What does the science say about CBDV?

CBD info

What is cannabidivarin (CBDV)?

Since they have a very similar name, it would stand to reason that CBDV is the same as its cannabinoid twin, CBD. And for the most part, this assumption would be correct. At the molecular level, the chemical structure of CBDV resembles that of CBD. But if we take a few steps back in their anabolic pathways (the reactions that different cannabinoids create), we can identify some of the main differences that CBDV presents.

We need to go back about two steps to understand how CBDV is created. One of the original cannabinoids, CBGVA, reacts in the presence of the CBDA enzyme to become CBDVA. Although we are closer now, we still need to remove the acidic compounds to create a more concentrated and stable cannabinoid. When heat is applied to CBDVA, the compound in question, CBDV, is obtained. Although it has taken scientists a long time to figure out how CBDV is created, this cannabinoid has already captured the attention of the international pharmaceutical industry.

What makes CBDV different?

The main reason pharmaceutical companies are interested in cannabidivarin is the way it interacts with our bodies. The two most important cannabinoids, CBD and THC, cause reactions due to the way they stimulate our endocannabinoid system. Specifically, they bind to/antagonize the body’s CB1 and CB2 receptors, which are linked to the endocannabinoid system. CBDV is unique in that it does not cause a reaction at any type of CB receptor. Instead, the secret to CBDV’s therapeutic potential comes from the way it activates or desensitizes our transient potential receptor channels (TRP channels).

What are TRP channels?

An easy way to understand TRP channels is to think of them like the headlight boards on a car. Your body is the car, and the different parts of the engine are your cells. Our TRP channels act as indicators designed to control the various sensations that occur in plasma cells. Just like in a car, if the TRP channels lean towards one end of the indicator, then there is a problem. In a car that has a breakdown, the temperature gauge will reach excessive quotas, or if it starts to malfunction, the pressure gauge will be fluctuating. Something similar happens with TRP channels, since cells use them to decide what action to take when they experience sensations such as pain, heat or pressure.

Don’t be fooled by the complicated name of these channels. They play a very important role. Without them, the human body could not accurately measure many sensations. TRP channels are classified into families, depending on which plasma cells they are found in. You might be wondering what TRP channels have to do with the cannabinoid CBDV. Do you remember how channels mediate the sensations of cells?

Relationship between TRP channels and epilepsy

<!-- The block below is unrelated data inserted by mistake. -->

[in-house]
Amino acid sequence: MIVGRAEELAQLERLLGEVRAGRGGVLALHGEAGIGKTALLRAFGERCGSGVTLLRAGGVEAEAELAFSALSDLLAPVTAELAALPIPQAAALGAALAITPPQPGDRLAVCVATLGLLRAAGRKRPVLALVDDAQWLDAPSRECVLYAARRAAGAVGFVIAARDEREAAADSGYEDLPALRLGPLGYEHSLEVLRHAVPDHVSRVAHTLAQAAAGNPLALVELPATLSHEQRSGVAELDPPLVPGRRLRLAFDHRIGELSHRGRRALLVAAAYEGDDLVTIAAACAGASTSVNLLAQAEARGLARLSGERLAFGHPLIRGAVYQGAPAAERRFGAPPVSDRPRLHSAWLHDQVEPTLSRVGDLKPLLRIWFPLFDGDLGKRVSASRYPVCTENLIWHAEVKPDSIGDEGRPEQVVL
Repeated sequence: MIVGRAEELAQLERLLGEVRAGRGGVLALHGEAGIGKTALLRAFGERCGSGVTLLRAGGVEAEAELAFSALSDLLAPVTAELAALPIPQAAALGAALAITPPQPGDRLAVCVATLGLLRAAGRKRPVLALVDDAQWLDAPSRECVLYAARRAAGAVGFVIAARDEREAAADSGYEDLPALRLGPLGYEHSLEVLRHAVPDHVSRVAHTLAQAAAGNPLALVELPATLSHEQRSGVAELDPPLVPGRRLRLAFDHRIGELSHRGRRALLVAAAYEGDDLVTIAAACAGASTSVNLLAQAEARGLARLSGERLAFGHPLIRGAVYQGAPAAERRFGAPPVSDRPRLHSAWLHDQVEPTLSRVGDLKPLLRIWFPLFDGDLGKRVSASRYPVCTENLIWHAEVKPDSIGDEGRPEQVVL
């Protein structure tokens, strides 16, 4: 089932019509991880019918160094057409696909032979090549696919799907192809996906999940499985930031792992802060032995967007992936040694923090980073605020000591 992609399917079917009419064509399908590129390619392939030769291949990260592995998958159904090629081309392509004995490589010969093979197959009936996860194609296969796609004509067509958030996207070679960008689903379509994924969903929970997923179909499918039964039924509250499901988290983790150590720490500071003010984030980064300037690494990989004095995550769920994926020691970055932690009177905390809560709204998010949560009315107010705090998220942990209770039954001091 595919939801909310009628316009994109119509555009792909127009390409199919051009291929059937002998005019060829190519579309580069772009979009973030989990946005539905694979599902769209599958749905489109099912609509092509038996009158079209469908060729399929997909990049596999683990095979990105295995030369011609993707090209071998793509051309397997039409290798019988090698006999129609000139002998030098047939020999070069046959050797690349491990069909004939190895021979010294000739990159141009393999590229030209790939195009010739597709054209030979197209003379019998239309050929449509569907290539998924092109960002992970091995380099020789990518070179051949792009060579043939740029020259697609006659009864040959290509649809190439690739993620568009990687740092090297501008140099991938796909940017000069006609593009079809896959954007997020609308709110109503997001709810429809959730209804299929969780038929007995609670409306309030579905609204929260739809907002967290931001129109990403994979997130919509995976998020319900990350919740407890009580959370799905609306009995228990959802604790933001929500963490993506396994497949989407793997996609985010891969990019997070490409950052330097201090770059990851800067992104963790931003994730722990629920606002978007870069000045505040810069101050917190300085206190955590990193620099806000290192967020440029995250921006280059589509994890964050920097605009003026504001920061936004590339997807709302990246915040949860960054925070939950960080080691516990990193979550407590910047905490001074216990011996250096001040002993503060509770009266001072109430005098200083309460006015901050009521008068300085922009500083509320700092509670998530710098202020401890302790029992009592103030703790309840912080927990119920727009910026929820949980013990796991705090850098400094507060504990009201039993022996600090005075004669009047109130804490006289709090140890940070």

A certain family of TRP channels (TRPV1) is related to the appearance of various types of epilepsy. When the TRPV1 flag is disrupted, it causes too many signals to be sent to cells. Hyperexcitability of these channels contributes to seizures and epileptic activity. And this is where CBDV comes in. Preliminary studies have shown that precise doses of CBDV desensitize TRPV1 channels, providing antiepileptic activity. CBDV calms the channels, restoring balance and preventing a bombardment of signals from occurring.

TRP channels are found throughout the body, so their mediation is of vital importance. Restoring balance, or homeostasis, is a natural process in the body. A balanced biological system prevents the occurrence of numerous harmful disorders. In the case of TRP channels, neurodegenerative diseases have been linked to certain mutations. This makes CBDV research critical, as this cannabinoid could have a greater positive effect throughout the body.

Relationship between CBDV and 2-AG

The second most important attribute of CBDV is its ability to affect the production of 2-arachidonylglycerol (2-AG), one of the endocannabinoids in the body. It is also a feature that further differentiates it from CBD. By preventing the creation of the enzyme diacylglycerol lipase, the body is unable to synthesize 2-AG as it normally would. Although the clinical implications of CBDV’s ability to inhibit 2-AG are unknown, this does not prevent CBDV from carrying out its antiepileptic functions.

Improved absorption of cannabinoids

All of these potential uses for CBDV sound great, but there’s a problem: CBDV has very low water solubility, which means it’s not easily absorbed by the body, and is often destroyed by digestive enzymes before it can make its way. effect. When CBDV is taken orally, only less than 6% reaches the bloodstream. This presents a huge challenge for pharmaceutical companies. The actual effectiveness of CBDV could fail, not because of its properties, but because it is not well absorbed by the body.

Fortunately, there is a solution in the form of liposomes, which are small spherical shields made of phospholipids. These phospholipids work in layers so that drugs can be delivered in more concentrated doses. By placing an active compound inside a liposome, the chemical will be protected during processing by the body’s digestive enzymes. In the case of CDBV, its low solubility in water can be overcome by protecting the compound with liposomes. This same approach can also be applied to other cannabinoids, improving their potency (bioavailability) and efficacy.

The future of CBDV

Currently, our knowledge of CBDV is very limited. However, what has been discovered could be of crucial importance for the treatment of several conditions. Fortunately, this is a perspective shared by pharmaceutical companies, as this cannabinoid is gaining acceptance in academic circles. With the help of future research, our understanding of CBDV’s true potential is only a matter of time.

Rate article
( No ratings yet )
Add a comment